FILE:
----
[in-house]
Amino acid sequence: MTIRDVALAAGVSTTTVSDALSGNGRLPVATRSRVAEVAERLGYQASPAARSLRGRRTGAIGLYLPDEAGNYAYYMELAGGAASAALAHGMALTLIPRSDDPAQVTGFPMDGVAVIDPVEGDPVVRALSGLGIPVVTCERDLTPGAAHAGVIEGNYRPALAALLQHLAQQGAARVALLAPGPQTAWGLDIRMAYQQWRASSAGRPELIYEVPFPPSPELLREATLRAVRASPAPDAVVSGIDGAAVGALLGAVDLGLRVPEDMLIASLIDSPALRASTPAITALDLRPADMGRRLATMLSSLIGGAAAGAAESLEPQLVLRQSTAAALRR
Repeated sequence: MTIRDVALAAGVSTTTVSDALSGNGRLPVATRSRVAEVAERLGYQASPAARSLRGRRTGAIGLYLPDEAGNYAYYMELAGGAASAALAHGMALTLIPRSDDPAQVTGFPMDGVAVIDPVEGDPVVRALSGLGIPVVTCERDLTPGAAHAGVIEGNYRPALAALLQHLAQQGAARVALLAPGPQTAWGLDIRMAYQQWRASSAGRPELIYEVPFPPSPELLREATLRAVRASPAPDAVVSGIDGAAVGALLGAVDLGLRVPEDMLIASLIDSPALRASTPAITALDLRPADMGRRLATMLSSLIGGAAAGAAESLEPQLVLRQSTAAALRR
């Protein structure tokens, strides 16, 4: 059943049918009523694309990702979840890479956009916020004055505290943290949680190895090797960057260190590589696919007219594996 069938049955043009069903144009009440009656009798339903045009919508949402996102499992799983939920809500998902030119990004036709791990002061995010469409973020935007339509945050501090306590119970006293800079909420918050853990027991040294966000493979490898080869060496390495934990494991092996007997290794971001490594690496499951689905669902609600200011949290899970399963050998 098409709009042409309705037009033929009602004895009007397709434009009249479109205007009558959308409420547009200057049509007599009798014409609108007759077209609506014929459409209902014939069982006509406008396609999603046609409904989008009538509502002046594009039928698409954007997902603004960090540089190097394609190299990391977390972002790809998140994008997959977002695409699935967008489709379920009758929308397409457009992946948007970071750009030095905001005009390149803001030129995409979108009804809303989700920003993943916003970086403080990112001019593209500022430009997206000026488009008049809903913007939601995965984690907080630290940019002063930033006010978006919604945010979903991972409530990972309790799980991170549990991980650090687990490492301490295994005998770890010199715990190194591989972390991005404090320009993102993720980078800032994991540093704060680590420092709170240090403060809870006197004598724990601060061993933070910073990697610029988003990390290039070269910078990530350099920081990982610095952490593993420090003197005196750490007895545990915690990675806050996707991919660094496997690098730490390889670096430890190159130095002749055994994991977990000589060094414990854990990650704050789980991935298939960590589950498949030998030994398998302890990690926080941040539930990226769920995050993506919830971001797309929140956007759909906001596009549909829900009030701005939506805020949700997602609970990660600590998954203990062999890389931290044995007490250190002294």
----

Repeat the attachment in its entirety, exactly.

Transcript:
[in-house]
Amino acid sequence: MTIRDVALAAGVSTTTVSDALSGNGRLPVATRSRVAEVAERLGYQASPAARSLRGRRTGAIGLYLPDEAGNYAYYMELAGGAASAALAHGMALTLIPRSDDPAQVTGFPMDGVAVIDPVEGDPVVRALSGLGIPVVTCERDLTPGAAHAGVIEGNYRPALAALLQHLAQQGAARVALLAPGPQTAWGLDIRMAYQQWRASSAGRPELIYEVPFPPSPELLREATLRAVRASPAPDAVVSGIDGAAVGALLGAVDLGLRVPEDMLIASLIDSPALRASTPAITALDLRPADMGRRLATMLSSLIGGAAAGAAESLEPQLVLRQSTAAALRR
Repeated sequence: MTIRDVALAAGVSTTTVSDALSGNGRLPVATRSRVAEVAERLGYQASPAARSLRGRRTGAIGLYLPDEAGNYAYYMELAGGAASAALAHGMALTLIPRSDDPAQVTGFPMDGVAVIDPVEGDPVVRALSGLGIPVVTCERDLTPGAAHAGVIEGNYRPALAALLQHLAQQGAARVALLAPGPQTAWGLDIRMAYQQWRASSAGRPELIYEVPFPPSPELLREATLRAVRASPAPDAVVSGIDGAAVGALLGAVDLGLRVPEDMLIASLIDSPALRASTPAITALDLRPADMGRRLATMLSSLIGGAAAGAAESLEPQLVLRQSTAAALRR
């Protein structure tokens, strides 16, 4: 059943049918009523694309990702979840890479956009916020004055505290943290949680190895090797960057260190590589696919007219594996 069938049955043009069903144009009440009656009798339903045009919508949402996102499992799983939920809500998902030119990004036709791990002061995010469409973020935007339509945050501090306590119970006293800079909420918050853990027991040294966000493979490898080869060496390495934990494991092996007997290794971001490594690496499951689905669902609600200011949290899970399963050998 098409709009042409309705037009033929009602004895009007397709434009009249479109205007009558959308409420547009200057049509007599009798014409609108007759077209609506014929459409209902014939069982006509406008396609999603046609409904989008009538509502002046594009039928698409954007997902603004960090540089190097394609190299990391977390972002790809998140994008997959977002695409699935967008489709379920009758929308397409457009992946948007970071750009030095905001005009390149803001030129995409979108009804809303989700920003993943916003970086403080990112001019593209500022430009997206000026488009008049809903913007939601995965984690907080630290940019002063930033006010978006919604945010979903991972409530990972309790799980991170549990991980650090687990490492301490295994005998770890010199715990190194591989972390991005404090320009993102993720980078800032994991540093704060680590420092709170240090403060809870006197004598724990601060061993933070910073990697610029988003990390290039070269910078990530350099920081990982610095952490593993420090003197005196750490007895545990915690990675806050996707991919660094496997690098730490390889670096430890190159130095002749055994994991977990000589060094414990854990990650704050789980991935298939960590589950498949030998030994398998302890990690926080941040539930990226769920995050993506919830971001797309929140956007759909906001596009549909829900009030701005939506805020949700997602609970990660600590998954203990062999890389931290044995007490250190002294």